Fernando Benitez said the Zapatistas, “clutched their cups of coffee awkwardly while the waitresses contemplated the great savages as submissive and as frightened as themselves.
The Spanish writer and journalist Arturo Pérez-Reverte described the group of, “serious looking mustached guerrillas so burned by the sun that their skin looks black.”
Andrea Noble noted, “The lack of élan for the city is clearly legible in the faces of these Zapatista troops, whose rural demeanor is wholly incongruous in the gentrified ambience of the North-American ‘soda fountain.”
The significance of the racial descriptions used in these analyses are the binaries that separate a sense of place and entitlement. Sanborns represented the natural site of distinction for elite white Mexicans while the uncouth, rustic, and racially dark colored Zapatistas seemed unsuitable in their urban surroundings. The Zapatistas entered Sanborns because they understood the store’s social meaning and they recognized it as a place reserved for powerful Mexicans. Eating in there served as a symbolic act of resistance against the old Porfirian regime. To borrow from Michel de Certeau, since the Zapatistas lacked their own space in Mexico City, they had to “get along in a network of already established forces and representations.”
What made aristocratic institutions like Sanborns unwelcoming for rural peasant outsiders had much to do with the racial politics and class tensions of the time. During the Porfiriato, indigenous people suffered widespread discrimination due to their ethnicity and were caricaturized in the press as being incompatible with modernity. Sanborns, on the other hand, held particular racial and class connotations connected with Porfirian power and upper-class respectability. Mexicans living in and around the capital understood that Sanborns represented a place of leisure for Mexico City’s upper-class. In choosing to eat there, the Zapatistas deliberately challenged the social meaning of the institution and its associations with Porfirian power and U.S.-styled modern consumerism. They had used the store as a stage to publicly contest state power. The image of the Zapatistas in Sanborns photographs are similar to other acts of political iconoclasm.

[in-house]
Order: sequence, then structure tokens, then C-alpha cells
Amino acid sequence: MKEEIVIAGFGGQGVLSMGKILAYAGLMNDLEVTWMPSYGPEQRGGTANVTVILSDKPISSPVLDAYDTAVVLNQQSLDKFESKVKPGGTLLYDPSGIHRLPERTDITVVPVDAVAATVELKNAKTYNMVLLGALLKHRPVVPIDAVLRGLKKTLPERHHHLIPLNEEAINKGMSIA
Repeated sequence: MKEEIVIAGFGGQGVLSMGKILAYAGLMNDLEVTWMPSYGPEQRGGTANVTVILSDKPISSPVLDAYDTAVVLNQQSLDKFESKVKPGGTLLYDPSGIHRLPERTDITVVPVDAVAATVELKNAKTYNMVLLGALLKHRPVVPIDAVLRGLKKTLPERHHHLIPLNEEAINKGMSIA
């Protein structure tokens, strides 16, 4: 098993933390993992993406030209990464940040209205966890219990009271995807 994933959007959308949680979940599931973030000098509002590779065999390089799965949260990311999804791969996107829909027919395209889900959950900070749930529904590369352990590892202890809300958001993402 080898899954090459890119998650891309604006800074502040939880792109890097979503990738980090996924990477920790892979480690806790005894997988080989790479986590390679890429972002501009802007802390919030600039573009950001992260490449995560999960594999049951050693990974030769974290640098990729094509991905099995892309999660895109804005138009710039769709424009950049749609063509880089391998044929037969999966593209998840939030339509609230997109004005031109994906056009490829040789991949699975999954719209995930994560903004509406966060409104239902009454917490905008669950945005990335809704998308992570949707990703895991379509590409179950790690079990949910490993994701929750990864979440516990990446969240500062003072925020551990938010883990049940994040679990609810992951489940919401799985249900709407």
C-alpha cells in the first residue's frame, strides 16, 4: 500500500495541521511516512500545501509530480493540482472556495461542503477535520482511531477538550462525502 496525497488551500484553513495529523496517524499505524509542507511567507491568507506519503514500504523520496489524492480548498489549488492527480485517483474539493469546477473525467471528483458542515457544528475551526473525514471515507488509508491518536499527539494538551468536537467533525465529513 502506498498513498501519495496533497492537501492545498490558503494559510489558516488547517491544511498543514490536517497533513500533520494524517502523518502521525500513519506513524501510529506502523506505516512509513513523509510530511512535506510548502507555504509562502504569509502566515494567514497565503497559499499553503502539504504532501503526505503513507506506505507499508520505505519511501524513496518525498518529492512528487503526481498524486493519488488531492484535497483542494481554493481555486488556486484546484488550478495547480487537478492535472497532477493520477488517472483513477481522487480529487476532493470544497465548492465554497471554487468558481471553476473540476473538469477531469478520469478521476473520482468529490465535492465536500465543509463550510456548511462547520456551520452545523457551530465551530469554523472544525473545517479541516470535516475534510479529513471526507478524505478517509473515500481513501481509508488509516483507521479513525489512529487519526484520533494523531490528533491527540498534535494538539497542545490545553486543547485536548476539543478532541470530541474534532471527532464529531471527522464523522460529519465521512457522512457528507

On 16 March 1999, eight members from the Zapatista Army of National Liberation (EZLN) entered Sanborns at the House of Tiles. Wearing their black ski-masks, the group walked towards the back of the store and symbolically recreated the famous scene from eighty-five years before, when the Zapatistas Army from the South had entered the capital and ate along the bar at a Sanborns. The newspaper Reforma reported that Subcommandante Marcos, along with his group of male and female delegates had traveled from La Realidad in the jungles of Chiapas to Mexico City, “to promote the national consultation for the Recognition of the Rights of Indigenous People and for the End of the War of Extermination” in Chiapas. Groups of photographers and television cameras gathered to witness the historic event, as members from the Democratic Revolution Party (PRD) met and ate alongside the Zapatistas. Sanborns waitresses, cooks, and cleaners could not help but greet their famous customers. The Reforma article included a photo recreation of the iconic 1914 photograph of the Zapatistas in Sanborns. In a similar framing, the masked Zapatistas are positioned at the bar while a Sanborns waitress extends her arms with a tray holding a beverage. … As the Zapatistas finished their meal, they filed out through the tea salon while customers shouted, “Long live the EZLN!” and, “Zapata lives!” A reporter asked a delegate from the Zapatistas if they knew what happened in Sanborns eight decades ago. “We know history,” he responded.”( Kevin M. Chrisman, Meet me at Sanborns: Labor, Leisure, Gender and Sexuality in Twentieth-Century Mexico, York University, Toronto, Ontario, October, 2018).